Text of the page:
Having a chimney and fireplace in your home is a great asset to have in case you ever are without heat at an inopportune time. Still, in spite of the ambiance and relaxation that a fireplace provides, there are also inherent fire dangers. To combat the risk of fire or inhalation of dangerous carbon monoxide (CO) gas, it is important for you to make chimney care part of your home maintenance plan. In the end, maintenance can both keep you safe and help you avoid home insurance claims.
Follow these tips to keep your chimney in good shape and prevent fire hazards.
General Maintenance Tips
Both metal and masonry chimneys require maintenance so that smoke, debris and flue gases are properly ventilated away from the home. At the very least, you should have your chimney inspected annually before each heating season. An opportune time to do so is also during spring cleaning, after you have stopped using the fireplace for the season.
Replace damaged liners, as they will allow creosote to accumulate and heat to escape.
When hiring someone to reline your chimney, only allow the contractor to use a product that has been tested and listed by a nationally recognized testing laboratory.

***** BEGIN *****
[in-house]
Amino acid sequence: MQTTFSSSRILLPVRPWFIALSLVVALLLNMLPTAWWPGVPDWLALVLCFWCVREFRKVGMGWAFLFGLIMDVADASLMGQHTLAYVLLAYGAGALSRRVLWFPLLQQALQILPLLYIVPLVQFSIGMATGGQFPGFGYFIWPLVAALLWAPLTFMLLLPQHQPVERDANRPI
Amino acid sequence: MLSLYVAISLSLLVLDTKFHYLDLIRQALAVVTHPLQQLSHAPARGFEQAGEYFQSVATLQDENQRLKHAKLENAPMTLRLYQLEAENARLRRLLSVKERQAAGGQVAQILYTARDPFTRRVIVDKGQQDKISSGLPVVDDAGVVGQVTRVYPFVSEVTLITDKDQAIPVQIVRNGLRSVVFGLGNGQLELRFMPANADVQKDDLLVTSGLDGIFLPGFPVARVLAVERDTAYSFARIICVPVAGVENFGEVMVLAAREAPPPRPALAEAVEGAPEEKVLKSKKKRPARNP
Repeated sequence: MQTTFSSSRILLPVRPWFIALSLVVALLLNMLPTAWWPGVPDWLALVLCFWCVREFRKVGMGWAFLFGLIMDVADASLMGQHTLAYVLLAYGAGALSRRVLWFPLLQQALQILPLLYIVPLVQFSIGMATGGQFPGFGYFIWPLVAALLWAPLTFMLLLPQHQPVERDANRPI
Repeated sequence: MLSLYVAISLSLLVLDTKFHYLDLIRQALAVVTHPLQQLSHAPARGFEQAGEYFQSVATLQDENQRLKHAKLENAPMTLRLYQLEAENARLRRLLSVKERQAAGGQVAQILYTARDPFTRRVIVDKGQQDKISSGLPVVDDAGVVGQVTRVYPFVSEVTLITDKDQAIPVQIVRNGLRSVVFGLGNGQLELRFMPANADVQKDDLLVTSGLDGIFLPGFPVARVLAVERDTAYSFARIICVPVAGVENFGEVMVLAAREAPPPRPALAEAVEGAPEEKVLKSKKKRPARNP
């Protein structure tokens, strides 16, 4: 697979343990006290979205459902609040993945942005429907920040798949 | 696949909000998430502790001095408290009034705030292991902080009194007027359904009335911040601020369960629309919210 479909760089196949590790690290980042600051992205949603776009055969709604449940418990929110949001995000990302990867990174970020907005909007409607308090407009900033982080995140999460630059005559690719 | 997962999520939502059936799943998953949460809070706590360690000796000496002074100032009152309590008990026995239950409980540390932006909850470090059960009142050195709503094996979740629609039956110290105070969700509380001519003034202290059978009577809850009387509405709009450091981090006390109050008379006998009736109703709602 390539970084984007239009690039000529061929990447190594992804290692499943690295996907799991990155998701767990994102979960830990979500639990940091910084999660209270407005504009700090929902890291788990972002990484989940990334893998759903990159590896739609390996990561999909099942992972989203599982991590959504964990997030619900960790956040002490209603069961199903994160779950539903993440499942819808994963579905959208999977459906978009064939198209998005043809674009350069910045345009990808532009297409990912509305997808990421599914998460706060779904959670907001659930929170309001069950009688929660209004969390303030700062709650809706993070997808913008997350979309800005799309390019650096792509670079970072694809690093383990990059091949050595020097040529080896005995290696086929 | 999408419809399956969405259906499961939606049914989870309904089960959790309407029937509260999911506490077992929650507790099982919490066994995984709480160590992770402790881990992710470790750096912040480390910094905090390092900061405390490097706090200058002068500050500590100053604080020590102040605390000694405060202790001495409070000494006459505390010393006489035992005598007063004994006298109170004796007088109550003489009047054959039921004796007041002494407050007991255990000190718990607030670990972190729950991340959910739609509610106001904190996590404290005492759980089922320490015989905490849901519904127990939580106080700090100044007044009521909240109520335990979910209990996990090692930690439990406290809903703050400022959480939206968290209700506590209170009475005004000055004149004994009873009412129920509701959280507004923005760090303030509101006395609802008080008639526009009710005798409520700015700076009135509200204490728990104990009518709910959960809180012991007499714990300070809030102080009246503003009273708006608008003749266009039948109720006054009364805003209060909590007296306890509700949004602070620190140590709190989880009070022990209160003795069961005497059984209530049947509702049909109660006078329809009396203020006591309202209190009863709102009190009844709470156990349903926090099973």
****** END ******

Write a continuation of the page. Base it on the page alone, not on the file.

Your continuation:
Consider placing a wire cover at the top of the chimney. This will help you keep debris (and other unwelcome intruders) from falling into the chimney.
Maintenance Needs Vary Based on the Type of Chimney
If you have a unique fireplace setup, these materials might require specific maintenance in order to function properly and limit the risks they pose to homeowners. For example:
Fireplace inserts: Make sure the vent is connected to the flue of the chimney.
Factory-built metal chimneys: Do not use natural gas, fuel oil vents, well casing, stovepipe or other material in the chimney. These items cannot withstand the heat in the wood burner.
Plus, you must do your own due diligence to keep fireplace risks low, too. For example, do not vent more than one heater or appliance into a single flue, as major complications can arise. Or, if one fuel-burning appliance is connected to a flue, and then you attach another appliance, such as a water heater, you are running the risk of various problems. These might include heavy creosote accumulation, deterioration of the flue or CO gas drifting into your home. Always ensure your ventilation systems are properly integrated into the home.
For additional home maintenance guidance and homeowners insurance solutions, contact us today.